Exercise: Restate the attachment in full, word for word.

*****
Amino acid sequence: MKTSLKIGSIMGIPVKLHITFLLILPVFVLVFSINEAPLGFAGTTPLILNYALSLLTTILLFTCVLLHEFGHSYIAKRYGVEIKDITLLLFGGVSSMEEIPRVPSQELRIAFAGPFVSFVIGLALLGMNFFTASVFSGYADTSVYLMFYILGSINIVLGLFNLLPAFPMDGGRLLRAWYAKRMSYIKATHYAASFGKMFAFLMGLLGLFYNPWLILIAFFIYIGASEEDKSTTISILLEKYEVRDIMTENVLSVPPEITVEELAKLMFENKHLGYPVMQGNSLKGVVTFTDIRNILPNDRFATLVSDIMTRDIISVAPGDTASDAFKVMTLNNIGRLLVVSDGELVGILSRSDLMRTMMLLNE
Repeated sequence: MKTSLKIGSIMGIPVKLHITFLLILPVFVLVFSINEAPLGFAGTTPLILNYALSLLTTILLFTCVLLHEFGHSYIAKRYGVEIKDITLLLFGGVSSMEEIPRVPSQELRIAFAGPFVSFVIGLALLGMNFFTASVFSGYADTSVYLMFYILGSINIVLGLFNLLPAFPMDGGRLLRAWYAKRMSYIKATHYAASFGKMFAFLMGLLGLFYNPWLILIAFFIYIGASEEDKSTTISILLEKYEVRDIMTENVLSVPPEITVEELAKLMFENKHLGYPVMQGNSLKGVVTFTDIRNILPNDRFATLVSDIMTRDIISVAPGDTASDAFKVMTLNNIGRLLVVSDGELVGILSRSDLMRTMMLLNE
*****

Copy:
Amino acid sequence: MKTSLKIGSIMGIPVKLHITFLLILPVFVLVFSINEAPLGFAGTTPLILNYALSLLTTILLFTCVLLHEFGHSYIAKRYGVEIKDITLLLFGGVSSMEEIPRVPSQELRIAFAGPFVSFVIGLALLGMNFFTASVFSGYADTSVYLMFYILGSINIVLGLFNLLPAFPMDGGRLLRAWYAKRMSYIKATHYAASFGKMFAFLMGLLGLFYNPWLILIAFFIYIGASEEDKSTTISILLEKYEVRDIMTENVLSVPPEITVEELAKLMFENKHLGYPVMQGNSLKGVVTFTDIRNILPNDRFATLVSDIMTRDIISVAPGDTASDAFKVMTLNNIGRLLVVSDGELVGILSRSDLMRTMMLLNE
Repeated sequence: MKTSLKIGSIMGIPVKLHITFLLILPVFVLVFSINEAPLGFAGTTPLILNYALSLLTTILLFTCVLLHEFGHSYIAKRYGVEIKDITLLLFGGVSSMEEIPRVPSQELRIAFAGPFVSFVIGLALLGMNFFTASVFSGYADTSVYLMFYILGSINIVLGLFNLLPAFPMDGGRLLRAWYAKRMSYIKATHYAASFGKMFAFLMGLLGLFYNPWLILIAFFIYIGASEEDKSTTISILLEKYEVRDIMTENVLSVPPEITVEELAKLMFENKHLGYPVMQGNSLKGVVTFTDIRNILPNDRFATLVSDIMTRDIISVAPGDTASDAFKVMTLNNIGRLLVVSDGELVGILSRSDLMRTMMLLNE